An international team of astronomers, including Alex de Koter (UvA and KU Leuven) and Rens Waters (UvA and SRON), has dethroned twelve red giants that seemed to be losing a record amount of mass. The stars in question appear to have a hidden partner that distorts the measurements. The researchers published their findings on 25 February in the journal Nature Astronomy.
Red giants are giant, old stars near the end of their life cycle, that emit gasses and dust particles through a stellar wind. Some red giants appeared to lose a lot of mass in this manner. But new observations correct that. The stellar wind of these giants is not more intense than normal, but is influenced by a partner that has remained under the radar until now.
Astronomers had previously discovered twelve record holder mass losing red giants, which emit the equivalent of a hundred earth masses per year in just one hundred to two thousand years. This was difficult to explain, says astronomer and principal researcher Leen Decin (KU Leuven): ‘If you look at the mass of such a star in their next phase of life, the intense stellar wind does not last long enough to explain the observed mass loss. It is statistically unlikely that we would have discovered twelve of these red giants, if you know that it is a phase of barely a few hundred or thousands of years in their billion year life cycle. That's like finding a needle in a haystack twelve times.’
Thanks to new observations made with the ALMA telescope in Chile, it has become clear what is going on with two of these red giants. The stellar wind of these stars forms a spiral. That is an indication that the red giant is not alone, but is part of a binary star. The red giant forms the main star and a second star revolves around it. Both stars influence each other and their environment by means of gravity, in two distinct ways. On the one hand the star wind is drawn in the direction of the second star. On the other hand the red giant itself also wobbles a bit. These movements shape the stellar wind into a spiral.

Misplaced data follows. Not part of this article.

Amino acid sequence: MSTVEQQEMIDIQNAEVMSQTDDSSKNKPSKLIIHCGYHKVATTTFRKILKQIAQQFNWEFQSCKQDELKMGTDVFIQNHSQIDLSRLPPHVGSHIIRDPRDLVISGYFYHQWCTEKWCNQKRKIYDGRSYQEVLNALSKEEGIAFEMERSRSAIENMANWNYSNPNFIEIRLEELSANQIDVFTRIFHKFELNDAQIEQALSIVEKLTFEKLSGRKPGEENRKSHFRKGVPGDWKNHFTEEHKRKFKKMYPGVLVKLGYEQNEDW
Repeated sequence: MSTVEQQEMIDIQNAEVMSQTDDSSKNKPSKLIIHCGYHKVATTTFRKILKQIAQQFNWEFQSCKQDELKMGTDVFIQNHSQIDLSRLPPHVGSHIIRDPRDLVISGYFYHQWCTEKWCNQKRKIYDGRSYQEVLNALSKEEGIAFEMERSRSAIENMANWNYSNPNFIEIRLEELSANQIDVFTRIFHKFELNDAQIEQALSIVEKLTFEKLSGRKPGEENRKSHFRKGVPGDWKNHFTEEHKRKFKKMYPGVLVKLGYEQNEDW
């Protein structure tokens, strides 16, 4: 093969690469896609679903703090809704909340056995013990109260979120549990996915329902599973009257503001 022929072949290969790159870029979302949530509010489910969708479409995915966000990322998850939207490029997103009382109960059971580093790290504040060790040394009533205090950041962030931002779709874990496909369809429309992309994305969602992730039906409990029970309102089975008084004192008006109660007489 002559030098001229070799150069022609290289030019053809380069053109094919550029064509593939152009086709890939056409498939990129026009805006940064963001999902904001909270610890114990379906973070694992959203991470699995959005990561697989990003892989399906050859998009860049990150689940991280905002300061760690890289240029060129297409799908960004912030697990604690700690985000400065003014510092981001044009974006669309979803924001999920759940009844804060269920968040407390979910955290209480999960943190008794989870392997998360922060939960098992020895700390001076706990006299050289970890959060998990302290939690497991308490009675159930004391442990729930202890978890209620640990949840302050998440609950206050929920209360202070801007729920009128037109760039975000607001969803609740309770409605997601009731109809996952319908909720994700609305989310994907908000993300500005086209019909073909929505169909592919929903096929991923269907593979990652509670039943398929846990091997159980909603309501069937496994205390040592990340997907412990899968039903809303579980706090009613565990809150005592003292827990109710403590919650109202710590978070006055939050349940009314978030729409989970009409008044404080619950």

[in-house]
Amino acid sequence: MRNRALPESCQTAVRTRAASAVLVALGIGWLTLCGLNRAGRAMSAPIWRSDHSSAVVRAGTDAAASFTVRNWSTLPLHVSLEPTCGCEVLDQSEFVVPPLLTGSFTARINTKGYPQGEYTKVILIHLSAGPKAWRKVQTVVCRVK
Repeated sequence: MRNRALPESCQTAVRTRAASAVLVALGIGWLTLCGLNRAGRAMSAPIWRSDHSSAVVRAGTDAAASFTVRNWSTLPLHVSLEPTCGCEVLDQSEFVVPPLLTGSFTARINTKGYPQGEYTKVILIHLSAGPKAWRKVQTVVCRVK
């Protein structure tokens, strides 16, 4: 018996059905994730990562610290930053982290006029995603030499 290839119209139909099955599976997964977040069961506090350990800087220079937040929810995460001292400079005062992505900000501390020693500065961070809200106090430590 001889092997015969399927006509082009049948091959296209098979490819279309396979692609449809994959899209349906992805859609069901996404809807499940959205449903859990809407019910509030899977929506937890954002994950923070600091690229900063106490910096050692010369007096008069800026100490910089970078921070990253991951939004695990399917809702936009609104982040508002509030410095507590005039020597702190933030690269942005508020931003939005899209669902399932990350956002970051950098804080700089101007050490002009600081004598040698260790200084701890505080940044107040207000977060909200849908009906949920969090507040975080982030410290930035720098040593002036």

The discovery of these partner stars has made the pieces of the puzzle fall into place. The red giants that astronomers thought are losing massive amounts of mass, are not really record holders in weight loss. It just seems like they are losing so much mass. Between the two stars, there is an area where the stellar wind is much more concentrated because of the gravity of the partner star. When the astronomers included this in their calculations, the red giants did not lose the equivalent of a hundred earths per year, but only of ten earths. That is similar to ordinary red giants.
The researchers have now scrutinized and dethroned two of the twelve record stars. They expect to be able to dethrone the ten remaining record holders fairly quickly, because they are very similar to the first two. Decin: ‘Until now, we thought that many stars lived alone, but we probably need to adjust that image. Star with a partner are probably more common than we think.’
'Reduction of the maximum mass-loss rate of OH/IR stars due to unnoticed binary interaction'. Door: L. Decin, W. Homan, T. Danilovich, A. de Koter, D. Engels, L.B.F.M. Waters, S. Muller, C. Gielen, D.A. García-Hernández, R.J. Stancliffe, M. Van de Sande, G. Molenberghs, F. Kerschbaum, A.A. Zijlstra & I. El Mellah. In: Nature Astronomy, 25 februari 2019. Link: https://www.nature.com/articles/s41550-019-0703-5